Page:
Tackling toughest assignment

Ravens: Anthony Poindexter's chances at being a top draft pick were shattered along with his knee, but his faith in a comeback has brought him a chance.

May 23, 1999|By Ken Rosenthal | Ken Rosenthal,SUN COLUMNIST

North Carolina State receiver Chris Coleman caught a pass near the sideline, and Virginia safety Anthony Poindexter slowed down, figuring the play was headed out of bounds.

"He's blown up every pile he's seen in his life," Virginia defensive coordinator Rick Lantz said. "This one time, he didn't."

Coleman eluded Poindexter's teammate, cornerback Tim Spruill, and turned the play back upfield, full speed.

Less than six minutes remained in the fourth quarter.

And Poindexter, a likely Top 15 draft pick, was about to suffer an injury that would drop him to the Ravens in the seventh round of the draft, cost him millions and jeopardize his career.

Poindexter set himself. Spruill and teammate Patrick Kerney converged on the receiver. The collective weight of the three slammed into Poindexter's leg, bending it backward, knocking him to the ground. "I knew my career at Virginia was over," Poindexter said.

He is standing now outside the Ravens' training complex at Owings Mills, standing in brilliant sunshine, staring out at a field on which he cannot yet practice, a field on which he might never be the same.

But here's the thing about Anthony Poindexter:

He's smiling as if nothing has happened, as if he will still be a star.

"Sometimes at night, when I'm all alone, I'll think about, `What if?' There are a lot of, `What ifs?' " Poindexter said. "But I can't really pout about it. I've played football a long time. This is my first major injury. I've been blessed."

Poindexter, 6 feet and 220 pounds, was considered the best safety in the country before he tore three of the four major ligaments in his left knee. And yes, he looks forward to a day when he will be considered one of the best safeties in the NFL.

Even on the day he was hurt, it was difficult to keep him down.

"Normally, when a guy gets hit like that, he lies on the field screaming. He got back up, pushed the knee in to reduce the dislocation and walked off the field," Lantz said.

"The year before, he twisted his ankle. I thought it was the same thing. Then he threw his helmet down and said, `I blew out my freakin' knee!' "

Lantz recalled looking for Poindexter in the training room after the game. He found him sitting on a cart outside, speaking with North Carolina State receiver Torry Holt and others, saying, `Don't worry. I'll be back.' "

When you talk to him now, it's not like talking to a player who underwent reconstructive knee surgery only seven months ago.

It's like talking to Ravens middle linebacker Ray Lewis, a player who knows how good he is, and can't wait to show it.

"I spent some time with him at the combine," said Ozzie Newsome, the Ravens' vice president of player personnel. "I saw a bright-eyed youngster that didn't feel his injury was a setback.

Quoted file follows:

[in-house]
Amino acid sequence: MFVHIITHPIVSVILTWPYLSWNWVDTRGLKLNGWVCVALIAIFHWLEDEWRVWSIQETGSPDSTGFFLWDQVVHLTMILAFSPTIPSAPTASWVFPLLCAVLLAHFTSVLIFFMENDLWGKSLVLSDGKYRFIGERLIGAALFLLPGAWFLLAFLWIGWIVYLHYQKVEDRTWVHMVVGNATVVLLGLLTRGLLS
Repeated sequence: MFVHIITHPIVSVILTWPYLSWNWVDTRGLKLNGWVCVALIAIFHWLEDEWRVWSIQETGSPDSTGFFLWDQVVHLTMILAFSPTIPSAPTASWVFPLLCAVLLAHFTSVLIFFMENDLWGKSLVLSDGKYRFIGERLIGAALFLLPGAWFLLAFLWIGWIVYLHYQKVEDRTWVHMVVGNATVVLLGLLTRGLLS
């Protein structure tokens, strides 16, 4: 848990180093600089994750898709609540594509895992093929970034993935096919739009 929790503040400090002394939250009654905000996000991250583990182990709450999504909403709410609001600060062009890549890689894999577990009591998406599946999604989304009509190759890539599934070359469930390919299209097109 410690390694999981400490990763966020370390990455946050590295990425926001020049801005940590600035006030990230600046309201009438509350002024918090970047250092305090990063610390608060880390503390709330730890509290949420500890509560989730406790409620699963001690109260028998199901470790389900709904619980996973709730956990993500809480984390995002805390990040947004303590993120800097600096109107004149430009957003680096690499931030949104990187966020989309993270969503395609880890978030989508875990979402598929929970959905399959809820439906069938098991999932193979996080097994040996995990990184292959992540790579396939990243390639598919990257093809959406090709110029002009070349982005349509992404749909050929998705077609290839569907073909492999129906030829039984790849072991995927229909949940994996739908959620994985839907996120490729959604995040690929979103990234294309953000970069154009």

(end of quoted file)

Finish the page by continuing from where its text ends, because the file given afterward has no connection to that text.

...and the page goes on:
"He wasn't sitting there mourning. He was upbeat. He had something about him that I thought was engaging."

So here's Poindexter now, a rookie who can't run, can't hit, can't do much of anything really, saying, "If anyone can get it back, I'm going to get it back."

And here's Lantz, his old coordinator, echoing those sentiments as he speaks excitedly into his car phone about his two-time, first-team All-American.

"I know it's a trite phrase, but he has one of those indomitable spirits," Lantz said. "His attitude is absolutely fantastic."

Started strong

Newsome first saw Poindexter while scouting Virginia linebackers James Farrior and Jamie Sharper for the 1997 draft.

"They had this sophomore running around making plays all over the place," Newsome said. "I said, `Who is this guy?' "

Sharper, the Ravens' second-round pick in '97, missed two games his junior year, and Poindexter, then a freshman, replaced him at outside linebacker.

All he did was lead the Cavaliers with 10 tackles against Georgia Tech in his first career start, and again with 15 the next week in Virginia's first-ever victory at Clemson.

He nearly entered the draft after his junior year, but returned to school to improve his NFL stock and complete his degree in anthropology.

Little did he know what would happen against N.C. State.

"I thought I had played the first seven games like a Top 15 pick, maybe a Top 10," Poindexter said.

The injury changed everything.

Virginia team physician Frank McCue performed 4 1/2 hours of reconstructive surgery on Poindexter's knee last Nov. 6, and the San Francisco 49ers' Michael Dilling- ham performed further arthroscopic surgery March 16.

In between operations, Poindexter spent 2 1/2 months in the Bay area working with Lisa Giannone, the physical therapist who helped rehabilitate Jerry Rice from a similar injury.

Poindexter is represented by Rice's agent, Jim Steiner.

"I did a lot of stuff I probably shouldn't have been doing," Poindexter said with a smile, but he sent a videotape of his workouts, including some with Rice, to all 31 NFL teams.

Still, he wound up as the 216th player selected.

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